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General Motors Reveals Plan To Be Carbon Neutral by 2040

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Mary Barra announcing plans for an electric future
Mary Barra announcing plans for an electric future
Photo: General Motors

General Motors announced yesterday that it intends to be carbon neutral by 2040. The automaker has created science-based objectives in order to reach neutrality in both its operations and global products.

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Electric vehicle offerings

General Motors intends to transform its mostly gas-powered lineup into a primarily battery-powered lineup so it can become carbon neutral by 2040. The automaker will have 30 electric vehicles available globally and EVs will comprise 40 percent of its U.S. lineup before the end of 2025. The slate will consist of sedans, SUVs, crossovers, and trucks in varying price ranges.

GM and EVgo also intend to add over 2,700 new fast chargers to the public fast-charging network by mid-decade. Powered by 100 percent renewable energy, these chargers should help increase EV adoption.

The 2020 Chevrolet Bolt EV in front of a building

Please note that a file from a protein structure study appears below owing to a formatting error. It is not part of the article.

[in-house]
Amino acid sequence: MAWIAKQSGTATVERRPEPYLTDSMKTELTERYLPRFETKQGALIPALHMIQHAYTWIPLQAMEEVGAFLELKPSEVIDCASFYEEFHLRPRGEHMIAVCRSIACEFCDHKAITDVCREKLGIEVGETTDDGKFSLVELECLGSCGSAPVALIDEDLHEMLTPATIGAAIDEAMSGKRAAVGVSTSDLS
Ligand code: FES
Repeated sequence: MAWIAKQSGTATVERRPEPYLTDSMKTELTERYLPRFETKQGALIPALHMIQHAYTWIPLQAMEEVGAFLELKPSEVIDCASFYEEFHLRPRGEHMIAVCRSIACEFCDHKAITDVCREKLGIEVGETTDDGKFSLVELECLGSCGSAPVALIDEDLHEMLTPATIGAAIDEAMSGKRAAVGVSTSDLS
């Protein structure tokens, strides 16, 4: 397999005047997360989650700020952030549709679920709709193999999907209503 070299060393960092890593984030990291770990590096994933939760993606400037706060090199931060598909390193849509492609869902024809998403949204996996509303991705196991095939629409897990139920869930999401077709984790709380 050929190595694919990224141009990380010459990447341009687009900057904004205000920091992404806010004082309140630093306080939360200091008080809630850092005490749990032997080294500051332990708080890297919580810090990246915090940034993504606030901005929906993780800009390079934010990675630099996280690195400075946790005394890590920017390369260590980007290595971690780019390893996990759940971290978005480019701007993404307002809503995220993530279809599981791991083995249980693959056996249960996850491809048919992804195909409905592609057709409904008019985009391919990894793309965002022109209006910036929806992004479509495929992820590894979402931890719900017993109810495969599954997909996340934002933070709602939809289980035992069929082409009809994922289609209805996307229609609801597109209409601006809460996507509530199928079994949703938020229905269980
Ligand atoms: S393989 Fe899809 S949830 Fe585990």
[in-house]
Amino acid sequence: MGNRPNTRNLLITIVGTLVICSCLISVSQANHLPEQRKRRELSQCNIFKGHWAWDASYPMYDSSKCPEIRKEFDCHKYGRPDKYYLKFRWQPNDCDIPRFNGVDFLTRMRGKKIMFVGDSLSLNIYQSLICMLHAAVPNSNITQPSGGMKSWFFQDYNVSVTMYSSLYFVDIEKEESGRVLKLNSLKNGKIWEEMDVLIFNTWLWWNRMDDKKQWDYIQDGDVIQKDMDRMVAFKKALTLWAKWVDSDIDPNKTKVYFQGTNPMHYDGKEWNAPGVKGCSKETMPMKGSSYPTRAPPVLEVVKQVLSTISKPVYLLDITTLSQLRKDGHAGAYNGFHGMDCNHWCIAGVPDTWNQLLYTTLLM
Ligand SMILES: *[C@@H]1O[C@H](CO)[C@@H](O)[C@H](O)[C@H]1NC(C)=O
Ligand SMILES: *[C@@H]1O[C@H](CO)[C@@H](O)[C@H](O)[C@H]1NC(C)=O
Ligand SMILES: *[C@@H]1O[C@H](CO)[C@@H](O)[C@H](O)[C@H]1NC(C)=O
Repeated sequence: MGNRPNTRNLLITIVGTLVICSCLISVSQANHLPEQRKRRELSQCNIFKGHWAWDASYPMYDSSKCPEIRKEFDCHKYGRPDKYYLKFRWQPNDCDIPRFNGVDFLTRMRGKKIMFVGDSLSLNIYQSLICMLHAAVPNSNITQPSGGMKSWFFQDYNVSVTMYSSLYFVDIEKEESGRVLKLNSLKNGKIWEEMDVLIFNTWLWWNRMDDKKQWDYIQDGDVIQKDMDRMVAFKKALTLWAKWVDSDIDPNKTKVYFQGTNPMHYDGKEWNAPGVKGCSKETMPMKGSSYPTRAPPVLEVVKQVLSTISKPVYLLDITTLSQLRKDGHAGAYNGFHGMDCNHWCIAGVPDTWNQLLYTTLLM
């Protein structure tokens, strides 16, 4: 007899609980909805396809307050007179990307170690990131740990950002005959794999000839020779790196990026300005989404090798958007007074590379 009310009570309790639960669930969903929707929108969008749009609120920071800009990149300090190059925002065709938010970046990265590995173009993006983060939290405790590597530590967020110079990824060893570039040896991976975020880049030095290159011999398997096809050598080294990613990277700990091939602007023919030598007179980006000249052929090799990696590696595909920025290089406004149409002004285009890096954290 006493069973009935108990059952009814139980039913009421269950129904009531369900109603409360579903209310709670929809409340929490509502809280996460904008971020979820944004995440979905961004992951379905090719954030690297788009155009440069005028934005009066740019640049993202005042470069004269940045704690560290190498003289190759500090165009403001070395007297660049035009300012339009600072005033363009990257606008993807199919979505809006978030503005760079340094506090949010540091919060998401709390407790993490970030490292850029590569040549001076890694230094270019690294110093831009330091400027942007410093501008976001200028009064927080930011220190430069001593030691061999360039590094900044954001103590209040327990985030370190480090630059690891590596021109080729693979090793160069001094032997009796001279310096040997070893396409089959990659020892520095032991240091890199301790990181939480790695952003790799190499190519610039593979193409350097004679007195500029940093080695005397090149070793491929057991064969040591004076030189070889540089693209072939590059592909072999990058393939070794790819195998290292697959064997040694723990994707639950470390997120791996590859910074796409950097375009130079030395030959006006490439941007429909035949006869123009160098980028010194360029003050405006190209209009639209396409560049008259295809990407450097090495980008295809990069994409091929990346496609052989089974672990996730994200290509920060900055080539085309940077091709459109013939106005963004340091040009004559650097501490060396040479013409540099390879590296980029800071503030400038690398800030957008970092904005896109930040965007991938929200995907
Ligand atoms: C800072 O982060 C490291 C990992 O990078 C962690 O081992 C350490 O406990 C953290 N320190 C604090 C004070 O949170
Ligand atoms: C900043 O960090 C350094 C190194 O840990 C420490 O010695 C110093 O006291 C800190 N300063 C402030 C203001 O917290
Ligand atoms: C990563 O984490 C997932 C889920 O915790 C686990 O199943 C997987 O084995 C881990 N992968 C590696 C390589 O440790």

The 2020 Chevrolet Bolt EV
Photo: Chevrolet

Increased investments

In these next five years, GM will invest $27 billion in EVs and autonomous vehicles. Much of this money will go towards updating Spring Hill Manufacturing in Tennessee and Factory ZERO in Michigan so they can construct EVs. GM will also invest in the new Ultium Cells LLC in Ohio and further develop its Ultium battery technology.

At the aforementioned facilities and other U.S. sites, GM aims to use 100 percent renewable energy by 2030. The automaker will invest in carbon offsets and credits for any of its remaining carbon emissions.

A teaser of the 2022 Chevrolet Bolt EUV in front of a sunset
A teaser for the new 2022 Chevrolet Bolt EUV
Photo: Chevrolet

Additional efforts to go green

GM and the Environmental Defense Fund also worked together to create a plan for an all-electric future. An important objective in this plan is for the automaker to offer new light-duty vehicles with zero tailpipe emissions by 2035.

“EDF and GM have had some important differences in the past, but this is a new day in America — one where serious collaboration to achieve transportation electrification, science-based climate progress and equitably shared economic opportunity can move our nation forward,” said Environmental Defense Fund President Fred Krupp.

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With these plans in place, GM should be able to achieve its carbon neutrality goal and become a more eco-friendly company.